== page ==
Salmonella Reading used in the current study was provided by Diamond V (Cedar Rapids, IA, United States), where the company obtained the donated isolate during the S. Reading outbreak among raw turkey products in the United States (Centers for Disease Control and Prevention [CDC], 2019). The S. Typhimurium (ST97) strain used in the study was isolated from chicken by the Poultry Health Laboratory at the University of Arkansas (Park et al., 2017). Both S. Reading and Typhimurium were resistant to nalidixic acid at 64 μg/mL prior to obtaining the cultures from Diamond V and the Poultry Health Laboratory. In order to use both S. Reading and Typhimurium as marker strains throughout the study, significant care was taken to ensure that selective pressure (64 μg/mL of nalidixic acid) was maintained throughout the culture phase before use and during stock preparations. Before initiating the experiment, frozen stocks of S. Reading and Typhimurium (ST97) from the Center for Food Safety’s culture collection were inoculated into tryptic soy broth (TSB; BD Biosciences, San Jose, CA, United States). Cultures were prepared in an oscillating incubator (125 rpm) aerobically at 37°C for 12–16 h. Immediately following, cultures were streaked onto Xylose Lysine Deoxycholate (XLD, HiMedia, West Chester, PA, United States) containing 64 μg/mL of nalidixic acid (Alfa Aesar, Haverhill, MA, United States) and incubated in an oscillating incubator (125 rpm) overnight (12–16 h) at 37°C, aerobically. One colony was used to inoculate 35 mL of TSB and incubated overnight under the aforementioned conditions. The inoculum was prepared as previously described (Rubinelli et al., 2016).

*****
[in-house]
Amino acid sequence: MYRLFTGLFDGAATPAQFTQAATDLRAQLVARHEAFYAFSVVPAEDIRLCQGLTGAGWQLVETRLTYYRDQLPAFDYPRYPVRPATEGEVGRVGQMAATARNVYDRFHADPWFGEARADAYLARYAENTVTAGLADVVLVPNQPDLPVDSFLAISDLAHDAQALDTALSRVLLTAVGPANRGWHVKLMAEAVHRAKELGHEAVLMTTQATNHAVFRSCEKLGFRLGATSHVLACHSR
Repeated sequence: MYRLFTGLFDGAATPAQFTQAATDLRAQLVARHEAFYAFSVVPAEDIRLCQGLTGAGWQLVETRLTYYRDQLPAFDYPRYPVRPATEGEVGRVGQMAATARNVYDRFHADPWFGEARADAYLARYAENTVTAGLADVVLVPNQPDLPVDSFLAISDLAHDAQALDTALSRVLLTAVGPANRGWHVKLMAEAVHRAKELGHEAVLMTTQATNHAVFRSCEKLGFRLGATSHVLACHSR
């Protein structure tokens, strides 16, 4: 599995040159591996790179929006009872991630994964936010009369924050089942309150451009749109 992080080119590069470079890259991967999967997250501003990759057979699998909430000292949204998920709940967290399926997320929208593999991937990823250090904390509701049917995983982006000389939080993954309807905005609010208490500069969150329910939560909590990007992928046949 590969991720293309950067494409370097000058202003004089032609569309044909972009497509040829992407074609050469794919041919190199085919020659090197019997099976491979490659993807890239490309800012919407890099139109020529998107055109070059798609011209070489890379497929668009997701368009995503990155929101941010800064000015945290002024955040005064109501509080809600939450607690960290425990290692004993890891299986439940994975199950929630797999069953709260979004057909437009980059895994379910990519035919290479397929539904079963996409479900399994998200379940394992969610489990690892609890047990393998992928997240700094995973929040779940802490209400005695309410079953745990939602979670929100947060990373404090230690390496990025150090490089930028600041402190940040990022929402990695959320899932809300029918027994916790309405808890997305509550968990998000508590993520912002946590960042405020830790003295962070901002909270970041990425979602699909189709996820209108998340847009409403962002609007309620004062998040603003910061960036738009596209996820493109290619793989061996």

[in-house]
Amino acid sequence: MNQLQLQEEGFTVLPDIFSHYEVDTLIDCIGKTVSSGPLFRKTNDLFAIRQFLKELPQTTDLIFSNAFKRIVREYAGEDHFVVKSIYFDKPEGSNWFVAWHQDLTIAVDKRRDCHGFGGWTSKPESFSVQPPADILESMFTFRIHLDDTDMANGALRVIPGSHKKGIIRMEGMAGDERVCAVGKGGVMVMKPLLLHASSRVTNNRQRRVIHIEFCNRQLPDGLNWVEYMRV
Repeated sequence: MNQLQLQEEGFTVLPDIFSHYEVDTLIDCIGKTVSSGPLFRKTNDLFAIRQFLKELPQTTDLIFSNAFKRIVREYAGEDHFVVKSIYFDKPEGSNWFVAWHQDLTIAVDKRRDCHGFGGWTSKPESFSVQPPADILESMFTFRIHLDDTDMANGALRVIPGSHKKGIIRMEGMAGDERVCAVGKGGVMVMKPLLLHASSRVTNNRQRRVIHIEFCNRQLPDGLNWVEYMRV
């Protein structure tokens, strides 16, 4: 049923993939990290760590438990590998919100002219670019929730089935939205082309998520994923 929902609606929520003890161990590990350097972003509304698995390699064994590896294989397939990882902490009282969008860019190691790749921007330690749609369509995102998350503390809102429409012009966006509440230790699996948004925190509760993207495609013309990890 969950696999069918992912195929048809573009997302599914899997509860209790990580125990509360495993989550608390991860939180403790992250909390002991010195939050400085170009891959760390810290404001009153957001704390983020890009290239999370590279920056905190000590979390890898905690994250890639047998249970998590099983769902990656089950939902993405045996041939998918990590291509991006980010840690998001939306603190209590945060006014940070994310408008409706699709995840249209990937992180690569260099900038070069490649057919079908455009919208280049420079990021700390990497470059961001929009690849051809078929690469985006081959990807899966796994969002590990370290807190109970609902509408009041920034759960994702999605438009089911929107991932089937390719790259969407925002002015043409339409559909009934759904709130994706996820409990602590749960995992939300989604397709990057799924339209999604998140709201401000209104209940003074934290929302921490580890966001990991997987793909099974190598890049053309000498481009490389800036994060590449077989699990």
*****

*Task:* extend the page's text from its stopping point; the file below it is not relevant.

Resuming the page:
After the pre-incubation of the turkey cecal cultures with and without XPC, cultures were inoculated with the marker strains of S. Reading or Typhimurium according to Rubinelli et al. (2016). As such, cultures designated as the Salmonella treatment bottles were inoculated with one of the two serovars of Salmonella, with 106 cells/mL S. Typhimurium ST97 or 106 cells/mL S. Reading. After inoculation and the zero timepoint enumeration, serum bottles were sealed with a thick rubber stopper and crimped to retain the anaerobic headspace.